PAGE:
Let’s talk about retail…
In a world where starting an online business has become more possible than ever, there are terms that are new to a whole new generation of entrepreneurs.
We’re going to dive into everything you need to know about retail to help you better understand every aspect of your business.
What is Retail?
A retail transaction is when a business sells a product or a service to a customer. Retail is specifically a transaction between a business and a single customer not a business. There a number of ways the sale can happen:
- Online store
- Brick-and-mortar store
- Direct sales
- Direct mail
As long as the person using the product is the person buying it, then it counts as a retail sale.
Here at startupbros we teach people how to start their own online retail business selling on Amazon. And in general online retail businesses are limited to the products they can sell. It’s not as limited as you might think but the products need to be small and typically not weigh over 50lbs.
However there are plenty of different types of retail businesses that someone can get into and that’s something we want to cover next.
What is a Retailer?
A retailer can be an individual person or business that a customer can purchase from. They wouldn’t manufacture their own items. They buy their products from a wholesaler, distributor or manufacture and sell them to the end customer. What makes a retailer different is that they sell products in small quantities.
What is Retailing?
Retailing the actual selling of goods and services to customers. The act of actually doing it. Retailing is the final step in the supply chain of a product.
Now that we have the definitions out of the way we can look towards the world of retail and see how it’s growing year over year.
Different Types of Retail Businesses
According to The North American Industry Classification System there is an estimated 2.5 million retail businesses in North America today.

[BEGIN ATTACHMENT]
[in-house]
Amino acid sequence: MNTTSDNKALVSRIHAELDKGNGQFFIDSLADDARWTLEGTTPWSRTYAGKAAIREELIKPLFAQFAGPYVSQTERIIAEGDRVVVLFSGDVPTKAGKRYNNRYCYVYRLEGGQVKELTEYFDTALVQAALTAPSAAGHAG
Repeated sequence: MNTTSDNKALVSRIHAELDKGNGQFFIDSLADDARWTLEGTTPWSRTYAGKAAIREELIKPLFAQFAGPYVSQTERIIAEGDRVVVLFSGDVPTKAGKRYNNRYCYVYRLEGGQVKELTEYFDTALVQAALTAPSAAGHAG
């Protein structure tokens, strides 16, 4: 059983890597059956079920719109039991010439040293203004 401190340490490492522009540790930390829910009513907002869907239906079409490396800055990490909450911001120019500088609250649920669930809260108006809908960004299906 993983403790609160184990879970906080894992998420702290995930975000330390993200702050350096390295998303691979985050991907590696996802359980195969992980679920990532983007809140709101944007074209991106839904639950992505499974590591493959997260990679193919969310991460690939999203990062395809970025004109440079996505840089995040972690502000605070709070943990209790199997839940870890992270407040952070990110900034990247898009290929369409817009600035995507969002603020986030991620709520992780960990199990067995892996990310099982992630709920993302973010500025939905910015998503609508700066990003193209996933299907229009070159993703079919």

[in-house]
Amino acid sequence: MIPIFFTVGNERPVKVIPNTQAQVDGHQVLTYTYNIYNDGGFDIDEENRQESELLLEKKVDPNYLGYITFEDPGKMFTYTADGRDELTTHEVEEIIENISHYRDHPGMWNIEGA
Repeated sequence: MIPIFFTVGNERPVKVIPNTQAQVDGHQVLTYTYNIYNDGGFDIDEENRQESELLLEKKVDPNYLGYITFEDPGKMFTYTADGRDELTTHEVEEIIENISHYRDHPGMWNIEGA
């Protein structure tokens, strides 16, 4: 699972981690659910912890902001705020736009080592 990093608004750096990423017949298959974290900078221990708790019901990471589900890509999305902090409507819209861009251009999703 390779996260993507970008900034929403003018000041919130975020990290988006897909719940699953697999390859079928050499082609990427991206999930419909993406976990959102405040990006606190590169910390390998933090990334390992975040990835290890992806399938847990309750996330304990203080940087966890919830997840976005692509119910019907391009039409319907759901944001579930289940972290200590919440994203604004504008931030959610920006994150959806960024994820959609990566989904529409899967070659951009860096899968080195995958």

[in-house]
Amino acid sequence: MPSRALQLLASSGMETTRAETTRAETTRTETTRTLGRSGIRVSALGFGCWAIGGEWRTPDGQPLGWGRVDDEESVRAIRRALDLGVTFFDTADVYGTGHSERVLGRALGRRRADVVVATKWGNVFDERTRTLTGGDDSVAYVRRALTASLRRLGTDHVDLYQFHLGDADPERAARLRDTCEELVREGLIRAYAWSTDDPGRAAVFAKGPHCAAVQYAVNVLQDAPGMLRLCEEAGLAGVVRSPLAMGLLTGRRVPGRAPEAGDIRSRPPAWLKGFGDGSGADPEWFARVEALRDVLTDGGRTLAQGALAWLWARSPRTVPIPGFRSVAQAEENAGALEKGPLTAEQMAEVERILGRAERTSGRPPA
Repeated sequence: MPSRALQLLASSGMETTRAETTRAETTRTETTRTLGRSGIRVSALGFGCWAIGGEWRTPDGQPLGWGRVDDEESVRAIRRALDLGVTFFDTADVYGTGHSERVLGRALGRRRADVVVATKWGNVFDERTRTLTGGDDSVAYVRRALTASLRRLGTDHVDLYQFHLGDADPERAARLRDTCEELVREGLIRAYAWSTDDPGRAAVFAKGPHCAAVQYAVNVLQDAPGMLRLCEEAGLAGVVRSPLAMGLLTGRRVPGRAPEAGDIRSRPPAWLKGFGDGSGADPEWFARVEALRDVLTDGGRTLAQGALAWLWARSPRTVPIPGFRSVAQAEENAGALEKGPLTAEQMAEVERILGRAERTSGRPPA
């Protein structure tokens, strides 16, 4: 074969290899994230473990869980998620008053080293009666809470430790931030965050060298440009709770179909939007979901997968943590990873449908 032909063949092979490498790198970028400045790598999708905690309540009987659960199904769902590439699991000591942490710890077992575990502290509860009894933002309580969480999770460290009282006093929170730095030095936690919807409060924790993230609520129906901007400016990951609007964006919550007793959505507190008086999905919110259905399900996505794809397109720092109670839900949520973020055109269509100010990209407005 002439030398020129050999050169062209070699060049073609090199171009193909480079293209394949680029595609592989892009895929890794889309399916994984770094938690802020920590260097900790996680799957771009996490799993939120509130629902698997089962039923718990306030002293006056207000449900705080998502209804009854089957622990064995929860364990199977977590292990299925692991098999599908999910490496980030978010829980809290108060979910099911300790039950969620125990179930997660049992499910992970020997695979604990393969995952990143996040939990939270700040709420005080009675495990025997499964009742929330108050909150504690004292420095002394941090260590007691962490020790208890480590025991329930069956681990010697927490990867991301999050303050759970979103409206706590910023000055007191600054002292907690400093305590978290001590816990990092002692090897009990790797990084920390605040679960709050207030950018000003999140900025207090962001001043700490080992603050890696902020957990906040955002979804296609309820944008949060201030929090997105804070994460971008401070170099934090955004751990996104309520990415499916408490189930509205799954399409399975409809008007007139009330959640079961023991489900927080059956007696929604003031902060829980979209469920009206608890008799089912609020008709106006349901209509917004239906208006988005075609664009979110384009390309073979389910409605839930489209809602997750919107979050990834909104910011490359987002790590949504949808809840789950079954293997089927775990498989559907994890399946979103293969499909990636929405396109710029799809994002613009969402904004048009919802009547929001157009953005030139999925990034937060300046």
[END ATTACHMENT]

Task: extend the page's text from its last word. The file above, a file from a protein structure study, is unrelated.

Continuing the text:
And if you look at the numbers from the National Retail Federation there are an estimated 3.7 million retail establishments in the U.S. And those businesses employ close to 42 million people. That makes retail the largest private employer in the United States with 1 of 4 Americans working in retail.
Retail includes clothing stores, food stores, auto dealers, restaurants, hardware stores and general merchandise.
You can break down retail into 4 major categories:
- Hardlines – these are non personal physically hard products like furniture, electronics, appliances, tools, sports equipment and jewelry.
- Softlines – these are physically soft products like clothing accessories, clothing, shoes, personal hygiene, bedding, linens, pillows and towels.
- Food & Grocery – this is anything you can eat including meat, cheese, produce, baked goods and supplements.
- Handmade – art, decorations, books, music.
Inside those categories there are stores you might be familiar with…
- Department Stores: Stores like Sears, Macy’s and JCPenney come to mind when thinking of department stores. They sell big variety of products that’s arranged into categories and sections. The idea being that you can go into one department store and find everything you need. The categories include shoes, clothing, furniture, beauty products, jewelry, travel, housewares, etc.
- Grocery Stores and Supermarkets: Walmart, Publix, Target and Winn Dixie are the types of stores that sell all types of food, liquor, household essentials, baby products, and sometimes also furniture, clothing, and electronics as well.
- Warehouse Retailers: We’re talking about Lowes, HomeDepot, Tractor Supply Company, BJ’s Wholesale and Costco. These are big warehouse-type retail stores where people can buy large, bulky products in large quantities. Typically they’re sold cheaper than at a typical store.